Oxford researchers), research projects (or research activities), funders (or sponsors) and academic units
(e.g. departments, institutes). Data in profiles are organised in tabs, such as ‘collaborators’ and ‘publica-
tions’. There are also links to more data in the registry (e.g. a link in a researcher’s profile can take you to
one of his project’s profiles) or outside the registry (e.g. a link to a departmental website). The former links
represent the connections made between data in the registry. These connections may have not been evi-
dent before the data were harvested but are uncovered in the Blue Pages. For example, a researcher’s
biography might have been harvested from his departmental website whereas the descriptions of his pro-
jects were collected from different, disconnected departmental or project websites.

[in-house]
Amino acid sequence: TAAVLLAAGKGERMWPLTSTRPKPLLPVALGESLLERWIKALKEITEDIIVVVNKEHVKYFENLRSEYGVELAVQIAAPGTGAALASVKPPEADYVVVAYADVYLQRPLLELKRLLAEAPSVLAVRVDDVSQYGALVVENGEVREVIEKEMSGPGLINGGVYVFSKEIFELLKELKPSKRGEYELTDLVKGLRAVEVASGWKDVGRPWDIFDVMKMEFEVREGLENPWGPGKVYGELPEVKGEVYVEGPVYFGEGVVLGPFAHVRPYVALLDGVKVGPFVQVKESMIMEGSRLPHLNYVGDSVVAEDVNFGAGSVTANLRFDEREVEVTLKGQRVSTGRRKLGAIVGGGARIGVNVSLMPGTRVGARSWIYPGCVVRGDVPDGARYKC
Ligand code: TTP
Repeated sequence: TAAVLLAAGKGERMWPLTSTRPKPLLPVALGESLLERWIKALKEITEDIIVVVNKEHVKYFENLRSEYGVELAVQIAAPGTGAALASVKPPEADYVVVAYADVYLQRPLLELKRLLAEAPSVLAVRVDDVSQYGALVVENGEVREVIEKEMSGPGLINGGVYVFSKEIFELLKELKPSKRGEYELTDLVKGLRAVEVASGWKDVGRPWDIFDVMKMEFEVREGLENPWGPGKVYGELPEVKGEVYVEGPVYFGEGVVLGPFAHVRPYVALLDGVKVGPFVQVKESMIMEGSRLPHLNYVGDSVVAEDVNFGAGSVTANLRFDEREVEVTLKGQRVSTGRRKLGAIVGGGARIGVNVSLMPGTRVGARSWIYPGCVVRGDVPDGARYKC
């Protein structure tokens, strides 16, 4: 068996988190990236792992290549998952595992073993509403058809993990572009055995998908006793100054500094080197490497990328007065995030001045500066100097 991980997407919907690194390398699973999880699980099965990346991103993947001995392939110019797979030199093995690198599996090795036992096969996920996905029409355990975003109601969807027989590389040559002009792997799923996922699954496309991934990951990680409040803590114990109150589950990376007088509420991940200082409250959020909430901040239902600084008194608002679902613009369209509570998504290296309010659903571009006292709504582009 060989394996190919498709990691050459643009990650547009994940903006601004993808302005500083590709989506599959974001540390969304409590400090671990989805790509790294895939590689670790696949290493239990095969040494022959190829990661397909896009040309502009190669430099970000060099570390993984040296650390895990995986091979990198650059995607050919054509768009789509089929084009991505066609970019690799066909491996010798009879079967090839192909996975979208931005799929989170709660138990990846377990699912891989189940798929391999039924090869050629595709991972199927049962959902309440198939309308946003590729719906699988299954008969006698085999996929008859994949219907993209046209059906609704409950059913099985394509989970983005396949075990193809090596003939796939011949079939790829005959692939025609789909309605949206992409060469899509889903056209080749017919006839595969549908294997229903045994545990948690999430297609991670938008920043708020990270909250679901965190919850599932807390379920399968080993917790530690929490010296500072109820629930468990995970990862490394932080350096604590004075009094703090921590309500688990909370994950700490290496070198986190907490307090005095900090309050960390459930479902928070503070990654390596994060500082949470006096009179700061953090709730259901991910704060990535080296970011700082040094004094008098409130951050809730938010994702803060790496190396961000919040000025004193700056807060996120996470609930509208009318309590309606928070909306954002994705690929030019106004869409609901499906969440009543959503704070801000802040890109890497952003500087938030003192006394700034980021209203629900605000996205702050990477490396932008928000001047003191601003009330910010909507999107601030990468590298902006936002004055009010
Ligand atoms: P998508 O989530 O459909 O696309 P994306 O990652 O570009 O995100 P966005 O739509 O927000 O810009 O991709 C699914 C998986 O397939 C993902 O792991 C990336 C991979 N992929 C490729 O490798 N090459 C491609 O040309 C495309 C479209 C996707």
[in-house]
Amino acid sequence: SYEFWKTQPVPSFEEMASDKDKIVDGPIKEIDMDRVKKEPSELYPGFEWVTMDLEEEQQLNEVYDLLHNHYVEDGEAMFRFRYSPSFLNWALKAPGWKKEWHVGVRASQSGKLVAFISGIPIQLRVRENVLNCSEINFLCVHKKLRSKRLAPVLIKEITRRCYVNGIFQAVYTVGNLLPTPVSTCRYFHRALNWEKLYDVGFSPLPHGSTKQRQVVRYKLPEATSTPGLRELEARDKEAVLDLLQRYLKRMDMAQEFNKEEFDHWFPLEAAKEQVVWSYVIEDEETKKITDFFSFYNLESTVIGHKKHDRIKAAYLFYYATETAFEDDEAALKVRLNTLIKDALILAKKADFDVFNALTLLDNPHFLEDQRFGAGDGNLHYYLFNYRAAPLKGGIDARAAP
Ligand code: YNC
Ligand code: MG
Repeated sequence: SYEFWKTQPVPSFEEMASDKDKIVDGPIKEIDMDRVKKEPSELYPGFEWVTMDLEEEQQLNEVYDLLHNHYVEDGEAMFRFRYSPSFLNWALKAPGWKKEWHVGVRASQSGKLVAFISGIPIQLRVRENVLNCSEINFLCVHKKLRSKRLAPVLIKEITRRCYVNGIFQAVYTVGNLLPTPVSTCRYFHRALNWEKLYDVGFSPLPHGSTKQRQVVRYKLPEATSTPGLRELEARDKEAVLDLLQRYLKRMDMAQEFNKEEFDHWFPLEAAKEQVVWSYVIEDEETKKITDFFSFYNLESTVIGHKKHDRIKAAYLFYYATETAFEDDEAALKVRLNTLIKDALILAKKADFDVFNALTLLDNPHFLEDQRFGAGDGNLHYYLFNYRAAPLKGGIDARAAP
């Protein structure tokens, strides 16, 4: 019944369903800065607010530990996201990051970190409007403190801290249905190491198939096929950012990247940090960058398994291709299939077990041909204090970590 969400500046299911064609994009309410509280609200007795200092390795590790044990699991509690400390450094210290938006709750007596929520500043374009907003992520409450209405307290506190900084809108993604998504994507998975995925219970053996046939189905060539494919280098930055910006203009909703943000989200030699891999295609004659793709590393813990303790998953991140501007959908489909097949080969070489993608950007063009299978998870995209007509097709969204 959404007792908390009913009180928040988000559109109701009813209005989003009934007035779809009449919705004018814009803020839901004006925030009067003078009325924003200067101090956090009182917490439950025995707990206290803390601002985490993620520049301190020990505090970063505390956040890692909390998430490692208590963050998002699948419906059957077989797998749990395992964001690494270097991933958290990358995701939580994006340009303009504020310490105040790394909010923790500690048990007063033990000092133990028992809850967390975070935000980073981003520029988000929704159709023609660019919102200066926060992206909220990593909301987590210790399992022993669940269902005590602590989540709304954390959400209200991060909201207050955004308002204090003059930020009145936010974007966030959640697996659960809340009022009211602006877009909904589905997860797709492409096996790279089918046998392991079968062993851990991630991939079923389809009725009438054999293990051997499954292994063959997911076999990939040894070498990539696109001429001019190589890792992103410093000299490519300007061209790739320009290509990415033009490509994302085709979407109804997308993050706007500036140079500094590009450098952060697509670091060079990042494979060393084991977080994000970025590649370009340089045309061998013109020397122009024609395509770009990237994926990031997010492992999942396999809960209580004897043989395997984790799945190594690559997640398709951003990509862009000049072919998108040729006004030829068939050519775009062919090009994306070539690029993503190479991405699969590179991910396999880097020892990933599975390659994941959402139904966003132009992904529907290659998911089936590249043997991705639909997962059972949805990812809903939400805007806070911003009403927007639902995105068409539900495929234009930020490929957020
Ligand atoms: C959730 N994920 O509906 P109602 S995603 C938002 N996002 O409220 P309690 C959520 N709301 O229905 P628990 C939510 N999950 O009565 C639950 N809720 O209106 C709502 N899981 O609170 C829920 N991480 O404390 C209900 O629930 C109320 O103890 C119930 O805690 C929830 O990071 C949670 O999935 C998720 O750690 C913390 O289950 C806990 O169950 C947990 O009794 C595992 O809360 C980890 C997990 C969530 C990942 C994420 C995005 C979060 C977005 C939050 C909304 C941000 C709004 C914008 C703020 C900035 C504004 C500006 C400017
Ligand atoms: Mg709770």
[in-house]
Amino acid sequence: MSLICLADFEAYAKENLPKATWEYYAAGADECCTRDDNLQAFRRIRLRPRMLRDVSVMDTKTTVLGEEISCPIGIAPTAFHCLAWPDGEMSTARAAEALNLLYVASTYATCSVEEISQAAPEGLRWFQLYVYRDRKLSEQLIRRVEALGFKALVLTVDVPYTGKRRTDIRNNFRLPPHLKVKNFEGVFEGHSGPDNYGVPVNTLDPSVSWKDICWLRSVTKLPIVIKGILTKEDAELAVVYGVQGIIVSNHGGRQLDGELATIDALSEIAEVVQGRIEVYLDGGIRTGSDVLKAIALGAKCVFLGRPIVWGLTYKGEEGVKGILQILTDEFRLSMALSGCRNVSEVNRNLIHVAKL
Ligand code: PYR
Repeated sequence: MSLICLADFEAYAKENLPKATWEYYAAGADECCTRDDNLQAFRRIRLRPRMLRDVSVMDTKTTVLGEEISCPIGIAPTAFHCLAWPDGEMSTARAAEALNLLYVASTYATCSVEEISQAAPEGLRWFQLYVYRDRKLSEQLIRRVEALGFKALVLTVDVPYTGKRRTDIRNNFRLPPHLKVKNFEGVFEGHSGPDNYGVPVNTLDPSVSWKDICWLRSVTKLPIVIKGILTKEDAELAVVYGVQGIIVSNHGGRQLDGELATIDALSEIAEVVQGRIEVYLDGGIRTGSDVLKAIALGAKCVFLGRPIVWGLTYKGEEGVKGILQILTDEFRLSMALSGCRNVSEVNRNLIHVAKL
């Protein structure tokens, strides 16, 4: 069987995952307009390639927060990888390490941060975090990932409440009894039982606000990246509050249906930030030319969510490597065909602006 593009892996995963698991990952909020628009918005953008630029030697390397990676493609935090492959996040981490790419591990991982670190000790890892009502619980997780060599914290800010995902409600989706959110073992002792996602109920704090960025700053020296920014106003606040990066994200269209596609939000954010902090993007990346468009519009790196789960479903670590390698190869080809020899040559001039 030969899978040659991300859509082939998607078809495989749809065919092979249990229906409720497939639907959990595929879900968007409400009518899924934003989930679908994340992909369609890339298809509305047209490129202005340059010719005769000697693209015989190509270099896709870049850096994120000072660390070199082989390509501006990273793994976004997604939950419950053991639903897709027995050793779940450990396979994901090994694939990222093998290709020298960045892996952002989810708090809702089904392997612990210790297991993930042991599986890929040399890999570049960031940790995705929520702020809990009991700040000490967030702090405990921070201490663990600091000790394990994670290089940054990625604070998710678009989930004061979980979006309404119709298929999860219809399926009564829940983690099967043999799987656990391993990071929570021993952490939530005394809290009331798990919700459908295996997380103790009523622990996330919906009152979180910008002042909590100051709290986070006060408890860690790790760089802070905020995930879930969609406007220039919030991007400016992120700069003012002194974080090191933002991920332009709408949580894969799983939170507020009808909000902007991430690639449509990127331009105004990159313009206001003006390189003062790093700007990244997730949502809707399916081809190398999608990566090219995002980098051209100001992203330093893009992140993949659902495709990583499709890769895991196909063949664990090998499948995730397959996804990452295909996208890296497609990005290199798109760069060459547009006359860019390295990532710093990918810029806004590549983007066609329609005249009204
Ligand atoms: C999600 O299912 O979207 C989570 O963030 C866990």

During the development of the Blue Pages we ran more than 30 tests with a variety of staff members. We
asked them to perform a series of tasks in the Blue Pages and to give us their opinion afterwards. The
to see how users gained better understanding of the registry by testing the Blue Pages. Before the tests,
users thought that the Blue Pages were the actual registry. This does not mean that users now know what
the semantic web is or how the registry has been developed. What I mean is that after testing the Blue
Pages they recognised that there is a store which they can use to obtain data about research in the uni-
versity. (See FIgure 3.) These data can be accessed via the Blue Pages or via the APIs developed by
BRII. They understood that the store was mirroring data from other sources and they could identify them
by looking at the source links available in the Blue Pages. Finally, they also understood that the registry
had created connections between data and that these were valuable pieces of information which could be